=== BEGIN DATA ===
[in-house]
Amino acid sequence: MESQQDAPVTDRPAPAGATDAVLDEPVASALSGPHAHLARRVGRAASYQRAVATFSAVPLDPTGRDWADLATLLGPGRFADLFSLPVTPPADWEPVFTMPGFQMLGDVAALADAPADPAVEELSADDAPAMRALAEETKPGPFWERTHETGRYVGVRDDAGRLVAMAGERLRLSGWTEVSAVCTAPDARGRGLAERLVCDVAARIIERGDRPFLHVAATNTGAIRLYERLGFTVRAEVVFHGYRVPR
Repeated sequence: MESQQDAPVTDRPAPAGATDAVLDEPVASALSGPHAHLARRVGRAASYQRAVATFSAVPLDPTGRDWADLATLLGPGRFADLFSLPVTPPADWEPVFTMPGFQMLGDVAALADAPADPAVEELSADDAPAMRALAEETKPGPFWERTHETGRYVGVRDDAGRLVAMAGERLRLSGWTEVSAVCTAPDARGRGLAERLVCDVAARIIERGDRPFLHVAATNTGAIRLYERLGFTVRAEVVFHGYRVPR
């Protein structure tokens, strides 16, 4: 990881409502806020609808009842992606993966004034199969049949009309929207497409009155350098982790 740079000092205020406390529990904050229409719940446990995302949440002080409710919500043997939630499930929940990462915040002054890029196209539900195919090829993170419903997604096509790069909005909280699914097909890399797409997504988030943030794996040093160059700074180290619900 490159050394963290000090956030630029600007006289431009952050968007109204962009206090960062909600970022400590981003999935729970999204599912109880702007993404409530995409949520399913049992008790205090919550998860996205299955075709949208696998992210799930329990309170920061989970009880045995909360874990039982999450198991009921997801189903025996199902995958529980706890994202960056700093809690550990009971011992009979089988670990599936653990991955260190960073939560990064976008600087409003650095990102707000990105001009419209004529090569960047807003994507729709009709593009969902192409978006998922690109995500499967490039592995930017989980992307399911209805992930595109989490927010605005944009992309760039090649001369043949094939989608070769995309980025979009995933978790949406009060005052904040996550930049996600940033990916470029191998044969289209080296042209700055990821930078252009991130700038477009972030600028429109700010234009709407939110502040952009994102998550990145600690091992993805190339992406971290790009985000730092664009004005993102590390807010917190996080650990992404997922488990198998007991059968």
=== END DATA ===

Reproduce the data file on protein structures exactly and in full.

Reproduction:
[in-house]
Amino acid sequence: MESQQDAPVTDRPAPAGATDAVLDEPVASALSGPHAHLARRVGRAASYQRAVATFSAVPLDPTGRDWADLATLLGPGRFADLFSLPVTPPADWEPVFTMPGFQMLGDVAALADAPADPAVEELSADDAPAMRALAEETKPGPFWERTHETGRYVGVRDDAGRLVAMAGERLRLSGWTEVSAVCTAPDARGRGLAERLVCDVAARIIERGDRPFLHVAATNTGAIRLYERLGFTVRAEVVFHGYRVPR
Repeated sequence: MESQQDAPVTDRPAPAGATDAVLDEPVASALSGPHAHLARRVGRAASYQRAVATFSAVPLDPTGRDWADLATLLGPGRFADLFSLPVTPPADWEPVFTMPGFQMLGDVAALADAPADPAVEELSADDAPAMRALAEETKPGPFWERTHETGRYVGVRDDAGRLVAMAGERLRLSGWTEVSAVCTAPDARGRGLAERLVCDVAARIIERGDRPFLHVAATNTGAIRLYERLGFTVRAEVVFHGYRVPR
């Protein structure tokens, strides 16, 4: 990881409502806020609808009842992606993966004034199969049949009309929207497409009155350098982790 740079000092205020406390529990904050229409719940446990995302949440002080409710919500043997939630499930929940990462915040002054890029196209539900195919090829993170419903997604096509790069909005909280699914097909890399797409997504988030943030794996040093160059700074180290619900 490159050394963290000090956030630029600007006289431009952050968007109204962009206090960062909600970022400590981003999935729970999204599912109880702007993404409530995409949520399913049992008790205090919550998860996205299955075709949208696998992210799930329990309170920061989970009880045995909360874990039982999450198991009921997801189903025996199902995958529980706890994202960056700093809690550990009971011992009979089988670990599936653990991955260190960073939560990064976008600087409003650095990102707000990105001009419209004529090569960047807003994507729709009709593009969902192409978006998922690109995500499967490039592995930017989980992307399911209805992930595109989490927010605005944009992309760039090649001369043949094939989608070769995309980025979009995933978790949406009060005052904040996550930049996600940033990916470029191998044969289209080296042209700055990821930078252009991130700038477009972030600028429109700010234009709407939110502040952009994102998550990145600690091992993805190339992406971290790009985000730092664009004005993102590390807010917190996080650990992404997922488990198998007991059968």